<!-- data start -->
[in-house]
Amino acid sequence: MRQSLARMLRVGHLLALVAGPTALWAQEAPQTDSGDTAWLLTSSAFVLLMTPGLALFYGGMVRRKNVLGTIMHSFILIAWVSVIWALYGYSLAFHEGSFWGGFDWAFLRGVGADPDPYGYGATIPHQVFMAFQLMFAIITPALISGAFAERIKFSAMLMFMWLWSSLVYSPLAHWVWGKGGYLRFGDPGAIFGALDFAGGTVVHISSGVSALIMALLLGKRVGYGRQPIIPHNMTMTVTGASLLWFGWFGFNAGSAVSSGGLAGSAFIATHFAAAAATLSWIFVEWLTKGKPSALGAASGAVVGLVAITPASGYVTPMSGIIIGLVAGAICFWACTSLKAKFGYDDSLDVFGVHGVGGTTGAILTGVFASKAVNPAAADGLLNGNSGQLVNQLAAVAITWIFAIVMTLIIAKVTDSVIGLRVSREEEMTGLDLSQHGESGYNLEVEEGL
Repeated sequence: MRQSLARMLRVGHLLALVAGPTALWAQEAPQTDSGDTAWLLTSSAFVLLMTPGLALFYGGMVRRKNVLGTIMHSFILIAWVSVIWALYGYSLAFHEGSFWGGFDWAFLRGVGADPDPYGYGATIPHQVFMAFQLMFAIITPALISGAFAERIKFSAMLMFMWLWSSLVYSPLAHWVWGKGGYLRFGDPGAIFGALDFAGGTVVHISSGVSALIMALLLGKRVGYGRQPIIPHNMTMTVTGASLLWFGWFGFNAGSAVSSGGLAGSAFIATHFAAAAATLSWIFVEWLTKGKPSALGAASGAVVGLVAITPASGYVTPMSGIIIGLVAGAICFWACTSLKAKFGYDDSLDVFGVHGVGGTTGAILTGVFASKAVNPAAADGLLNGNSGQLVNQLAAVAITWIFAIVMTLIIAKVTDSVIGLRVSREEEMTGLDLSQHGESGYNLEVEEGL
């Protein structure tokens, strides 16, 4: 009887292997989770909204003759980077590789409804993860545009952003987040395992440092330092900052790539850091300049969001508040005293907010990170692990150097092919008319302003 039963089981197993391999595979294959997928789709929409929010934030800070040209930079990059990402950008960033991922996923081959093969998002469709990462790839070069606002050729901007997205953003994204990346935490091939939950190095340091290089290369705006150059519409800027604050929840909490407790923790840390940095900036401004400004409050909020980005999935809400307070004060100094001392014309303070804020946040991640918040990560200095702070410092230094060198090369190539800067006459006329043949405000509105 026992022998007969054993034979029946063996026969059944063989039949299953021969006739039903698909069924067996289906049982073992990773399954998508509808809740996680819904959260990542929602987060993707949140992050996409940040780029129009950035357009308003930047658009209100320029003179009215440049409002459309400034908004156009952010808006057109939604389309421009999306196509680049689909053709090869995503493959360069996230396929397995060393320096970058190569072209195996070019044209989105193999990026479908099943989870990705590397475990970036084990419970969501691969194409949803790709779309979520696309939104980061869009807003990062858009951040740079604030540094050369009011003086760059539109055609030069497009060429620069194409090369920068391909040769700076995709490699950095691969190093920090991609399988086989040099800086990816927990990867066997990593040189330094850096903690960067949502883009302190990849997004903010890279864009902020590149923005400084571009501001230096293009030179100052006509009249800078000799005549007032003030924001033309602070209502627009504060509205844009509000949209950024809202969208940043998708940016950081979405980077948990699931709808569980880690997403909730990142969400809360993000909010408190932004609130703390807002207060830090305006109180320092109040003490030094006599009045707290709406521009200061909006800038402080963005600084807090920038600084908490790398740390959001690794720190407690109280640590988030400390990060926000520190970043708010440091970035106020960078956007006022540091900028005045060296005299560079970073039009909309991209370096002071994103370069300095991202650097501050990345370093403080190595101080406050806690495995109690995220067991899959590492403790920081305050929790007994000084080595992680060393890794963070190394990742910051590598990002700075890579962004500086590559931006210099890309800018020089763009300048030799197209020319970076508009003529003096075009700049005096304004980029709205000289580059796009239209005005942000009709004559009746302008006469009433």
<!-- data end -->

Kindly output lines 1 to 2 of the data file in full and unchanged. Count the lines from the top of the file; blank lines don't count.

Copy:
[in-house]
Amino acid sequence: MRQSLARMLRVGHLLALVAGPTALWAQEAPQTDSGDTAWLLTSSAFVLLMTPGLALFYGGMVRRKNVLGTIMHSFILIAWVSVIWALYGYSLAFHEGSFWGGFDWAFLRGVGADPDPYGYGATIPHQVFMAFQLMFAIITPALISGAFAERIKFSAMLMFMWLWSSLVYSPLAHWVWGKGGYLRFGDPGAIFGALDFAGGTVVHISSGVSALIMALLLGKRVGYGRQPIIPHNMTMTVTGASLLWFGWFGFNAGSAVSSGGLAGSAFIATHFAAAAATLSWIFVEWLTKGKPSALGAASGAVVGLVAITPASGYVTPMSGIIIGLVAGAICFWACTSLKAKFGYDDSLDVFGVHGVGGTTGAILTGVFASKAVNPAAADGLLNGNSGQLVNQLAAVAITWIFAIVMTLIIAKVTDSVIGLRVSREEEMTGLDLSQHGESGYNLEVEEGL